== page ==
Writer/Director: Juzo Itami
ラーメン (ramen: noodles)
If you're me, you have survived on the magic of instant ramen noodles. If you are someone else, you may have at one point or another eaten ramen for several weeks because it was ridiculously cheap. You may have secretly loved it, since it was so basic and consistent. It might not have been gourmet food, but you really liked it for the first week- or at least a couple of days.
Unfortunately, a lot of stigma has been attached to ramen. It's the prototypical starving college student staple. Po' folks buy it by the case, and it never goes bad, which lowers it into a class with Twinkies and Spam.
The film Tampopo implies that in Japan, noodle shops are as ubiquitous as hamburgers in the United States. The noodles that they serve are called ramen, because ramen is simply a word for noodles. In Tampopo, fresh noodles are dropped into boiling water, then spooned into a bowl with soup stock, various vegetables and a little bit of meat. Imagine a deli for soup, where the cook assembles it in front of you, to order.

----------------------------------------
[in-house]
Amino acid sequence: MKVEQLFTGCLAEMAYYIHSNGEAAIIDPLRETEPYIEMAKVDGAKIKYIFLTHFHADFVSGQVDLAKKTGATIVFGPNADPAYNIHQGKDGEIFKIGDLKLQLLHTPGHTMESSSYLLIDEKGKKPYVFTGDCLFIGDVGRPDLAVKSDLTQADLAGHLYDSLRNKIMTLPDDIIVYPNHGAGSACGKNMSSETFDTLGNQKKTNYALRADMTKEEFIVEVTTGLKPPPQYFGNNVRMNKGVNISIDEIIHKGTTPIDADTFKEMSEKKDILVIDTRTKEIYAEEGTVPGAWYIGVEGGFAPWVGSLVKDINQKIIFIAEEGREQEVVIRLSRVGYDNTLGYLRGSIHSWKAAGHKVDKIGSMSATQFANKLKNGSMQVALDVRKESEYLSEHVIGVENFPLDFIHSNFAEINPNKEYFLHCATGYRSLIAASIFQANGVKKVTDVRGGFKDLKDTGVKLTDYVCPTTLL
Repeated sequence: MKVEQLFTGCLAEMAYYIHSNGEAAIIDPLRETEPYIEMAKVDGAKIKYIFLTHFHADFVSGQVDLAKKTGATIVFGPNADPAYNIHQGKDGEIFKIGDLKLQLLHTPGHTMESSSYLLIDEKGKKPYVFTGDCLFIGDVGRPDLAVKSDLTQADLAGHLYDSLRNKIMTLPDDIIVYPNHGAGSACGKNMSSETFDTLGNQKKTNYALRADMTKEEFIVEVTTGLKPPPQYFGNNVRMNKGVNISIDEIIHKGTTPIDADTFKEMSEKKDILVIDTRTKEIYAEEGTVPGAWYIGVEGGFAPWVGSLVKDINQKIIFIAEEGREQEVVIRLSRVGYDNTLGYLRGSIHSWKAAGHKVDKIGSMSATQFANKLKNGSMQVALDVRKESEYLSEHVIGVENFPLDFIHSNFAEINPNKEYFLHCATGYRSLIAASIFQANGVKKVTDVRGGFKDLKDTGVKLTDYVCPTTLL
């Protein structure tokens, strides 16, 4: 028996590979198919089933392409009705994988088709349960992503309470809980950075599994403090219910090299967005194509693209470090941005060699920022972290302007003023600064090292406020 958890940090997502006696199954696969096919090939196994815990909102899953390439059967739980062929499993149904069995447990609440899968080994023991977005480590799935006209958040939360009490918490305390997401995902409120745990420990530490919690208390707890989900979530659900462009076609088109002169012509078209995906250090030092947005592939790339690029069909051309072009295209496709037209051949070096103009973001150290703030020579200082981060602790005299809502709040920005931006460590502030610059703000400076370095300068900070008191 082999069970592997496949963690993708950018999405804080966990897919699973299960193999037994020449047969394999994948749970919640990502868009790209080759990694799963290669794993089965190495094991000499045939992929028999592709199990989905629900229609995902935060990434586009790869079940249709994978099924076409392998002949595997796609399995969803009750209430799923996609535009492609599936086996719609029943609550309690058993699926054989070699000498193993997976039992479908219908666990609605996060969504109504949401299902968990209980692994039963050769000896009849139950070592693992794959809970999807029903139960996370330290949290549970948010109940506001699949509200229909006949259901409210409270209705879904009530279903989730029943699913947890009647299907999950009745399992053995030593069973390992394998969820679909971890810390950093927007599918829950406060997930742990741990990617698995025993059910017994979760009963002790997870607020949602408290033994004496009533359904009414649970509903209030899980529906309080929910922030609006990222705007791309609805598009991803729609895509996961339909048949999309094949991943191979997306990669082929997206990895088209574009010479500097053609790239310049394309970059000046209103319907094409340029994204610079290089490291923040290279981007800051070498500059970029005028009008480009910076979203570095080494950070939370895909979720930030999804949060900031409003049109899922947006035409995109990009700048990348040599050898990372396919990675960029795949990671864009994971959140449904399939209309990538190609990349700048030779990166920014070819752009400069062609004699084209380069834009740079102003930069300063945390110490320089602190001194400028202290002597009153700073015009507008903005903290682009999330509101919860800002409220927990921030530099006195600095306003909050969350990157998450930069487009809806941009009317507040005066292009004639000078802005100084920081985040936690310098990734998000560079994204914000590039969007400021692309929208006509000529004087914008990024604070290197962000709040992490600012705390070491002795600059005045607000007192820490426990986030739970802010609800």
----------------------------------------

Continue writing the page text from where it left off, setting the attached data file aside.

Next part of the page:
However, Tampopo is not really about noodles or even the noodle shop and the characters who find themselves connected (or not connected) to it. Tampopo is about the human relationship with food and its preparation. The movie has many storylines, which sometimes connect by a bare thread and sometimes happen completely independently.
Tampopo touches the whole range of human emotions. Laughter, anger, love, grief, lust, and - of course - hunger all wink at you from behind thin slices of pork and spring onions. If your mother passed away while cooking her final meal, would you eat it while it was still hot, or would you mourn her and let that meal go to waste? How gentle do you have to be to pass an unbroken egg yolk from your mouth to your lover's mouth - and how many times could you pass it back and forth with delicate kisses? Can you take pride in preparing simple food that makes people happy?
Okay, not every question asked by the movie is life-changing, but there is a lot of hidden depth, even in the broadly comic portions of the movie.
Noodles noodles? Delicious!